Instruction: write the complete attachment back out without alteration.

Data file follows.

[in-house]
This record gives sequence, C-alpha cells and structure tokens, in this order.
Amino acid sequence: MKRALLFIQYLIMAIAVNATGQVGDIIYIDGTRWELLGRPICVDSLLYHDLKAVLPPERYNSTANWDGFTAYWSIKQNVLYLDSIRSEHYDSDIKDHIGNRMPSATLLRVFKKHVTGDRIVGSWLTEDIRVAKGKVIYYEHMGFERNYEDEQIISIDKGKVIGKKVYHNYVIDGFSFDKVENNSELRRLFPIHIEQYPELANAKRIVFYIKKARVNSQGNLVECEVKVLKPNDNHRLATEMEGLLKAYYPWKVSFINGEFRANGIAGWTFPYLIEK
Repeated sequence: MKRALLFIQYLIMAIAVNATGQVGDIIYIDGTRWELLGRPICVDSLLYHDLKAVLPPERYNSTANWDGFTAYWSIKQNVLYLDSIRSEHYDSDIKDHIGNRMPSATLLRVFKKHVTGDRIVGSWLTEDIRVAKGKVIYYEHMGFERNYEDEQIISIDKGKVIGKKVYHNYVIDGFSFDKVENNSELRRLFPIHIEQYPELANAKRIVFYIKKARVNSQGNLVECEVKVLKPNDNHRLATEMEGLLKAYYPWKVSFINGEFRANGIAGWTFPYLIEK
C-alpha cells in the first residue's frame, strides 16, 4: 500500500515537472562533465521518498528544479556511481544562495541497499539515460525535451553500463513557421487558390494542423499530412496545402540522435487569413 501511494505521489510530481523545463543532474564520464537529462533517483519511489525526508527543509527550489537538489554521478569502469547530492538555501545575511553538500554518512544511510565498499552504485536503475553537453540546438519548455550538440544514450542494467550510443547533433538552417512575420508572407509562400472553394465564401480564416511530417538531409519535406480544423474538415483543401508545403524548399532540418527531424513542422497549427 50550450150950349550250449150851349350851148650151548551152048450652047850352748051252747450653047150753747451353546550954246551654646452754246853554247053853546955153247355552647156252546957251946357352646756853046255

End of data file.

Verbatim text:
[in-house]
This record gives sequence, C-alpha cells and structure tokens, in this order.
Amino acid sequence: MKRALLFIQYLIMAIAVNATGQVGDIIYIDGTRWELLGRPICVDSLLYHDLKAVLPPERYNSTANWDGFTAYWSIKQNVLYLDSIRSEHYDSDIKDHIGNRMPSATLLRVFKKHVTGDRIVGSWLTEDIRVAKGKVIYYEHMGFERNYEDEQIISIDKGKVIGKKVYHNYVIDGFSFDKVENNSELRRLFPIHIEQYPELANAKRIVFYIKKARVNSQGNLVECEVKVLKPNDNHRLATEMEGLLKAYYPWKVSFINGEFRANGIAGWTFPYLIEK
Repeated sequence: MKRALLFIQYLIMAIAVNATGQVGDIIYIDGTRWELLGRPICVDSLLYHDLKAVLPPERYNSTANWDGFTAYWSIKQNVLYLDSIRSEHYDSDIKDHIGNRMPSATLLRVFKKHVTGDRIVGSWLTEDIRVAKGKVIYYEHMGFERNYEDEQIISIDKGKVIGKKVYHNYVIDGFSFDKVENNSELRRLFPIHIEQYPELANAKRIVFYIKKARVNSQGNLVECEVKVLKPNDNHRLATEMEGLLKAYYPWKVSFINGEFRANGIAGWTFPYLIEK
C-alpha cells in the first residue's frame, strides 16, 4: 500500500515537472562533465521518498528544479556511481544562495541497499539515460525535451553500463513557421487558390494542423499530412496545402540522435487569413 501511494505521489510530481523545463543532474564520464537529462533517483519511489525526508527543509527550489537538489554521478569502469547530492538555501545575511553538500554518512544511510565498499552504485536503475553537453540546438519548455550538440544514450542494467550510443547533433538552417512575420508572407509562400472553394465564401480564416511530417538531409519535406480544423474538415483543401508545403524548399532540418527531424513542422497549427 50550450150950349550250449150851349350851148650151548551152048450652047850352748051252747450653047150753747451353546550954246551654646452754246853554247053853546955153247355552647156252546957251946357352646756853046255